That said, my life has changed dramatically since I became a dog owner last fall. Like you, I adopted on impulse, and I had a few panic attacks the first week. Now I've gotten in a routine. I stay home more, cut short evening activities, and run errands quickly so I can get back to the boys. For me, it's not one sided--for all the things I've given up, I've received twice back in pleasure and love.

That doesn't mean it's easy.

Back where you started--yes, I think it's worth it . . . if YOU think it's worth it. But if you really, really, really don't want this dog, then I think it's better to find a good home for it now than to prolong the inevitable. Both people need to be committed to the dog, as this sad thread shows.

So ask yourself: what do you want?
 

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Beneful is a really yucky food and so are the others you listed. Solid stools are good, though, and some canned pumpkin mixed in during the gradual transition to something of better quality should help. In addition to helping his immune system, good food can contribute to better behavior, so it should be worth it to you to invest in something better: See: http://www.dogfoodanalysis.comQUOTE]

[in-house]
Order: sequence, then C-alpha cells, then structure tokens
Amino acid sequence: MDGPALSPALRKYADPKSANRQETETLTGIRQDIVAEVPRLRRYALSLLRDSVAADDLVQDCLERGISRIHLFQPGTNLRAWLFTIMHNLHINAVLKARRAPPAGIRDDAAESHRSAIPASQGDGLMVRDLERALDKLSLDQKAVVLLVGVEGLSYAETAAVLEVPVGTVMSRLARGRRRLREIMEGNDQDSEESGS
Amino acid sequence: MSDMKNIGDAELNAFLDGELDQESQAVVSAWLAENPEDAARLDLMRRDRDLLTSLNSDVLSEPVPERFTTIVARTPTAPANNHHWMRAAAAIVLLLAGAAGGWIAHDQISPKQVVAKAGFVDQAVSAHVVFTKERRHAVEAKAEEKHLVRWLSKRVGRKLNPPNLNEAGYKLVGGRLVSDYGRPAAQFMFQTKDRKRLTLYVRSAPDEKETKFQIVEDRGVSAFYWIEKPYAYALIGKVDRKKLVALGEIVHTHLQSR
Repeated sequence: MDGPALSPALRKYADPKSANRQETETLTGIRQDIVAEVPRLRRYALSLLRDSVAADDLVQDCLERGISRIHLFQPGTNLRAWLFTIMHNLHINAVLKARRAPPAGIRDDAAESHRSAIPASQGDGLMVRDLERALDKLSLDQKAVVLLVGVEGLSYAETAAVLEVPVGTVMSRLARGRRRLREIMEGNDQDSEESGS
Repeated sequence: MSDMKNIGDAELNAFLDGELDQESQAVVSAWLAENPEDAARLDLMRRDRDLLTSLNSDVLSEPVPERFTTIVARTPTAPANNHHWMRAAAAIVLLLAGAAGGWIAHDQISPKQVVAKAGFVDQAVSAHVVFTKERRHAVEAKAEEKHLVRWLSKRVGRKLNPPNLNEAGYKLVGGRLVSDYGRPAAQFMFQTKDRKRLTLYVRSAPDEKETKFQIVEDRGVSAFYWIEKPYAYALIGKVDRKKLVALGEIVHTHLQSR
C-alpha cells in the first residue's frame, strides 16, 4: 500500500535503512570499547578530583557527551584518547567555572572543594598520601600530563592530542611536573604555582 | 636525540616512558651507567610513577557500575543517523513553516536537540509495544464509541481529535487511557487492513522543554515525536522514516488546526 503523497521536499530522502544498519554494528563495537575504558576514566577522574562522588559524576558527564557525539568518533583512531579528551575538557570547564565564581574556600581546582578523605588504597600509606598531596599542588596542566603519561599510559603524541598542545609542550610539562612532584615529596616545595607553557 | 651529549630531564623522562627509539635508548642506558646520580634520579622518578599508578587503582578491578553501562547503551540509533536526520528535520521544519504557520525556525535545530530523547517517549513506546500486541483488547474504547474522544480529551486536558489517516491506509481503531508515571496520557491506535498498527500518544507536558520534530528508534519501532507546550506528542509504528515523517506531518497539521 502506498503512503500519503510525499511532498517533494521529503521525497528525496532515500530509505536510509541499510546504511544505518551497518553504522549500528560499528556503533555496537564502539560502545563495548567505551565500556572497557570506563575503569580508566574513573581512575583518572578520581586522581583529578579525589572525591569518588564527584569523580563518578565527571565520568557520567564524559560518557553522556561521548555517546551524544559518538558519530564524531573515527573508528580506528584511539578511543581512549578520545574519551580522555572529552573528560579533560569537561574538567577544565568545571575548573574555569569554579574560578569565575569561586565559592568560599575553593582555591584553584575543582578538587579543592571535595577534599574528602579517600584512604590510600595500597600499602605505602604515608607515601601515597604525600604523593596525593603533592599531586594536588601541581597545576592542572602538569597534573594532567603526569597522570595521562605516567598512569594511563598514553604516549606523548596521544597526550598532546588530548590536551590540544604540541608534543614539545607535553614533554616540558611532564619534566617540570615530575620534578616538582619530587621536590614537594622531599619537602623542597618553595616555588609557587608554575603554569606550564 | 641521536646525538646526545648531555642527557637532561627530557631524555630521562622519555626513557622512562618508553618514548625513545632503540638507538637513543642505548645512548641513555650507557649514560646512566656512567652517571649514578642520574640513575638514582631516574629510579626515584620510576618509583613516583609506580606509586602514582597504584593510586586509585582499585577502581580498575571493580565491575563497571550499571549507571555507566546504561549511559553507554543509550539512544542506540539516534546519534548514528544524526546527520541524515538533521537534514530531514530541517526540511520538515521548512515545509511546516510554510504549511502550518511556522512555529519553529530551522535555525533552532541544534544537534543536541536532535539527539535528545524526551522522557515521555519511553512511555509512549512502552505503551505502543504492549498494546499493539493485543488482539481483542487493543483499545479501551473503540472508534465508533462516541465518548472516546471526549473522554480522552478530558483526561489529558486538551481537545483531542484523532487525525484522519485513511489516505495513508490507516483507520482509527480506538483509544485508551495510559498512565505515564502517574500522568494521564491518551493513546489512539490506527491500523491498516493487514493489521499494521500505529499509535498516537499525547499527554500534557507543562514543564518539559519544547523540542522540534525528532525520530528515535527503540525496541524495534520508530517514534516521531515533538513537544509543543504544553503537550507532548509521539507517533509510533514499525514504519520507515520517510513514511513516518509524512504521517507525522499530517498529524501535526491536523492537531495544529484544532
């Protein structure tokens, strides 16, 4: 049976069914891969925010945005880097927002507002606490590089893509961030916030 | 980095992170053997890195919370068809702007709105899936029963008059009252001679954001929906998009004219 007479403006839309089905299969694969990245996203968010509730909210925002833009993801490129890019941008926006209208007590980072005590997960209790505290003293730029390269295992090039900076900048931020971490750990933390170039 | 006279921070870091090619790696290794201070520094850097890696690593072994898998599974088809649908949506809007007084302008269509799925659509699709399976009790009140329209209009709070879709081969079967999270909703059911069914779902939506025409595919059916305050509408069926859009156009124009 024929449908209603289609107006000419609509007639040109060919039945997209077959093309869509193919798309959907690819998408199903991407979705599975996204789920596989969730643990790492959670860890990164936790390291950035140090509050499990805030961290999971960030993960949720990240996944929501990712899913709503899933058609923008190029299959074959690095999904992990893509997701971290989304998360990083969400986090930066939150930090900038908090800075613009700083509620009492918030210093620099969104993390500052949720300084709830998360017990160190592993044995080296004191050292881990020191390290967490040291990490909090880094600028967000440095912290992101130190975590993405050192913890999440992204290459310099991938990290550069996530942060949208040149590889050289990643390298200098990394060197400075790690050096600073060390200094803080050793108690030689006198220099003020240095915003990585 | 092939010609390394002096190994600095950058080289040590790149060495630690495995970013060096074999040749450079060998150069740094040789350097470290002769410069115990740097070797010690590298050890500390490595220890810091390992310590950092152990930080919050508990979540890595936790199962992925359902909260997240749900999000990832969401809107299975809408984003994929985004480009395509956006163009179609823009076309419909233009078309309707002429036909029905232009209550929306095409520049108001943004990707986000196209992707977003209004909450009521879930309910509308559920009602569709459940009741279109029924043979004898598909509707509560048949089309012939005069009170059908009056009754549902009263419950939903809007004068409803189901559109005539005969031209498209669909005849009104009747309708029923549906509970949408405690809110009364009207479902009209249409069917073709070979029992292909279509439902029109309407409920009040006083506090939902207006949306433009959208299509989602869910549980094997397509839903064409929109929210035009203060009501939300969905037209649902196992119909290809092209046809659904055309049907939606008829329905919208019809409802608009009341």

I agree with Beneful and Puppy Chow being bad foods but Ancana is pretty decent. It's made by the same makers of Orijen. It's middle of the road I would say but not a bad food.

Have you talked to your girlfriend about this? I mean, honestly talked to her about your feelings? Maybe she can sacrifice some gym time since she is the one who wanted Jake. If the behaviourist could help you with Jake's separation anxiety and independence, would that make it easier to keep him or would you still want to rehome him? If the former is true, then maybe investing in a behaviourist is a good idea -maybe saving some money over time. If the latter is true, then a serious talk is in order.

I think you have to be honest with your girlfriend...figure out what you really want and then have a talk. If you let it fester, it will come out suddenly and maybe in the wrong way. What does she think of Jake's issues?

I can see that this is very difficult for you, I'm sorry you have to go through this..
 

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First, I want to commend you for coming here asking for advice. That's very admirable.

Second, if you see a long-term future with your gf, then you need to learn how to sit down and talk to each other. This is obviously a very serious issue to you and she needs to respect and listen to your feelings. And of course, you need to do the same with her. No name calling, no accusations. Just an honest heart-to-heart. If things get heated, take a break and go get ice cream or something.